Congress is poised to pass legislation reauthorizing the Consumer Product Safety Commission (CPSC), giving it more money and new authority. The most controversial provision, however, bans use of six phthalates in children's products.
The bill, H.R. 4040, was approved on July 29 by a House-Senate conference committee after weeks of struggle over the phthalate provision. Introduced by Sen. Dianne Feinstein (D-Calif.), the measure mirrors a ban on phthalates in toys approved in California last year. "This will help ensure that our children are safe from dangerous chemicals," Feinstein says.
The bill would impose a permanent ban on three phthalates in objects used by children under 12: di(2-ethylhexyl) phthalate, dibutyl phthalate, and benzyl butyl phthalate. Three other compounds—diisononyl phthalate, diisodecyl phthalate, and di-n-octyl phthalate—would have interim bans pending an additional 18 months of safety studies. The chemical industry fought the phthalate ban, calling it unnecessary. An American Chemistry Council vice president, Sharon Kneiss, says, "ACC believes that restricting phthalates from children's products, when they have been deemed safe for use in those products by the CPSC, will do nothing to protect children's health." ACC is the trade association representing the largest U.S. chemical manufacturers.
The U.S. manufactures about $1.4 billion worth of phthalates annually and less than 5% of this goes into children's products, ACC says.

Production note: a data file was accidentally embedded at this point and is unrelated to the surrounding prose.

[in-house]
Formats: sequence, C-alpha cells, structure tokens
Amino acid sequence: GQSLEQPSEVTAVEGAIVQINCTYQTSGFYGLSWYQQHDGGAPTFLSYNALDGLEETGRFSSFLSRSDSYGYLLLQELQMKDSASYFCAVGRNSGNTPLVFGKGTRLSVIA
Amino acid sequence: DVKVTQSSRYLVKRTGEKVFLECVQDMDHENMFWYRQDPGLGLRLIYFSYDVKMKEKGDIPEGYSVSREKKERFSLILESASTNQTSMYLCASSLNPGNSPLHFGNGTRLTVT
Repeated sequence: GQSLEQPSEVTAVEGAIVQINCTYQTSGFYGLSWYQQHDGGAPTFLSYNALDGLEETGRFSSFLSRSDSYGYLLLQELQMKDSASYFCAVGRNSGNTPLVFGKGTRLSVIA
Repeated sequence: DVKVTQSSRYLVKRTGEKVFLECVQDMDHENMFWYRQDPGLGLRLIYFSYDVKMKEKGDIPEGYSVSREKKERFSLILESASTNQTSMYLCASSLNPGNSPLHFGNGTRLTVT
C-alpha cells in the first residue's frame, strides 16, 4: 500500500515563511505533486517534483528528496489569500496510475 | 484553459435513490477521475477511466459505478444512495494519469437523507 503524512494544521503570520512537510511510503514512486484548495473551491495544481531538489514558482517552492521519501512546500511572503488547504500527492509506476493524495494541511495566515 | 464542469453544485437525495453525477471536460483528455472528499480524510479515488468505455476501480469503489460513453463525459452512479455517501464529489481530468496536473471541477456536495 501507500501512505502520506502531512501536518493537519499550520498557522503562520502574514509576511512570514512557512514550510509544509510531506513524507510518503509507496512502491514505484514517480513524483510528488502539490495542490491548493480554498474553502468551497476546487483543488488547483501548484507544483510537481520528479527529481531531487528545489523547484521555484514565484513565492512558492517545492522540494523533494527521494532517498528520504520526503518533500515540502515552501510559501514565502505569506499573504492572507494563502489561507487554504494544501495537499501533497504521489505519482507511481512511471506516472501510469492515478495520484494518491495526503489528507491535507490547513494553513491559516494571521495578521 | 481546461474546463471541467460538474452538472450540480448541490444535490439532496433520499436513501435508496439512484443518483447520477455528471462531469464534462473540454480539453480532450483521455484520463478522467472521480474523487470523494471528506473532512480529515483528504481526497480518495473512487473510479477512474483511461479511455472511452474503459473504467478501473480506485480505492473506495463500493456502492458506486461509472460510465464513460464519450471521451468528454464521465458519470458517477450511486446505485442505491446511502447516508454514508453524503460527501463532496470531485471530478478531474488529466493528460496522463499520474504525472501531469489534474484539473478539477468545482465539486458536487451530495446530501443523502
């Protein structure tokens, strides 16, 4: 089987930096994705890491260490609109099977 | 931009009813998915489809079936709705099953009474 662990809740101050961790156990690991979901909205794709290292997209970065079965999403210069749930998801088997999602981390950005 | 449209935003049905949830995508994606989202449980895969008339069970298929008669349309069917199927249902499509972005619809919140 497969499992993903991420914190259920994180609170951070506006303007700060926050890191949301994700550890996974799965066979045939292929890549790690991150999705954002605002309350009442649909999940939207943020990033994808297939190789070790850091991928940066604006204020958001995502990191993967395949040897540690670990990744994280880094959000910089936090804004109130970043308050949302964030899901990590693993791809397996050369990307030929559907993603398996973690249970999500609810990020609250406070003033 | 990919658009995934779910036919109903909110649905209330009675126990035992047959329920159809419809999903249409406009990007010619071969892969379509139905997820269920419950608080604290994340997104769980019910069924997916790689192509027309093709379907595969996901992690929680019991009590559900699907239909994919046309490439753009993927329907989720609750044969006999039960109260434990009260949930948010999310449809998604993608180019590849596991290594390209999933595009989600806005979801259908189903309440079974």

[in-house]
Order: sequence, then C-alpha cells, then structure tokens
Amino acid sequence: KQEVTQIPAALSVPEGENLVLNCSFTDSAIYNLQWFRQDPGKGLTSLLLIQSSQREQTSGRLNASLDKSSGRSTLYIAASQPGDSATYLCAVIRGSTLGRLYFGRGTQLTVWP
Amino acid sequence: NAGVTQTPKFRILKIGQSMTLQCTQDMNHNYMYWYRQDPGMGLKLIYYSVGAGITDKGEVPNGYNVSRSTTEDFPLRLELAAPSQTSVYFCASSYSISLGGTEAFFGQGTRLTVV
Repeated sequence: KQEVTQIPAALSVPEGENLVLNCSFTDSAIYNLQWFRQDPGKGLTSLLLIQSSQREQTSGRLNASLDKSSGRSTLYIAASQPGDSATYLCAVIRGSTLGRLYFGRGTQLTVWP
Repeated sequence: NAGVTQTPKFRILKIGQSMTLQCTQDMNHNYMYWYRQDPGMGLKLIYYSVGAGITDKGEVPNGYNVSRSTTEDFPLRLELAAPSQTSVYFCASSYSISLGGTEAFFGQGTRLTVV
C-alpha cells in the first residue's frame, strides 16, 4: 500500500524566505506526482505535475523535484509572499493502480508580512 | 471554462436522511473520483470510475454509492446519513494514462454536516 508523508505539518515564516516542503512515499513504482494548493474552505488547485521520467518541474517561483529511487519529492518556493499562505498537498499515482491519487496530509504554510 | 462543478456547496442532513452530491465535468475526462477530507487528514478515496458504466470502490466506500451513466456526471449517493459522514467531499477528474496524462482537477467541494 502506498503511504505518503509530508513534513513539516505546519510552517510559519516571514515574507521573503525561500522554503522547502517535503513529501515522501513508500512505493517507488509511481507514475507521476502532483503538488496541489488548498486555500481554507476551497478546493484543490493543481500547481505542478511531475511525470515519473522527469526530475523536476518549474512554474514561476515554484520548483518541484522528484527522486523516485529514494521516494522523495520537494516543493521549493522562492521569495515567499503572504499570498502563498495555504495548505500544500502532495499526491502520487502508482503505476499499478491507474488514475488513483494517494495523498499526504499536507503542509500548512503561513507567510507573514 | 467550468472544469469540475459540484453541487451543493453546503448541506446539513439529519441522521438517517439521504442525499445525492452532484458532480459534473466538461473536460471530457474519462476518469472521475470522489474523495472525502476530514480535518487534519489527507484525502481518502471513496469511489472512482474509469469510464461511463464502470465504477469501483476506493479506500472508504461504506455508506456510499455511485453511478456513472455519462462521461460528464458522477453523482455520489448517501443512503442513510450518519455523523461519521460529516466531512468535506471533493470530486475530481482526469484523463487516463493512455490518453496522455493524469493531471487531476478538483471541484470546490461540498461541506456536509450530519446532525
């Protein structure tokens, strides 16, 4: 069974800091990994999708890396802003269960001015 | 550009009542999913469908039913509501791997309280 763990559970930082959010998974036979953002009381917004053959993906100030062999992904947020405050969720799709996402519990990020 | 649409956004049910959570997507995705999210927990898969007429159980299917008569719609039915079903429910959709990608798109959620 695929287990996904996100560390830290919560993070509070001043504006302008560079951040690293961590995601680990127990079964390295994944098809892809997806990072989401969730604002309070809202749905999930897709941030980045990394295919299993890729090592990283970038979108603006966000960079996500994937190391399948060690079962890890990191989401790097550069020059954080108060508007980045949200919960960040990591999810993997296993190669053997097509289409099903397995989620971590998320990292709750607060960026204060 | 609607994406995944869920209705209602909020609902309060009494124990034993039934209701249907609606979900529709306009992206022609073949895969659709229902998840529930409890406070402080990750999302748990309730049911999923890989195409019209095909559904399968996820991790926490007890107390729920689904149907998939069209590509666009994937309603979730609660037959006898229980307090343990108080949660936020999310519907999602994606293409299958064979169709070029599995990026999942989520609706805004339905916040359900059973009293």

Several other provisions in the legislation would strengthen CPSC authority. In light of numerous toy recalls over the past year, the agency banned lead above extremely low levels in children's toys, and will require third-party testing of products for lead or other hazards. It also would authorize additional funding for CPSC, up to $156 million by fiscal 2015. CPSC received $80 million in 2008.
The bill would also mandate creation of an online, public database for consumer-submitted and other reports of product-related injuries or risks. Another provision would give state attorneys general increased enforcement power to take companies to court, and the bill would provide protections to whistle-blowers for raising product problems.
President George W. Bush has said he opposes some sections of the bill but has not indicated that he will veto it.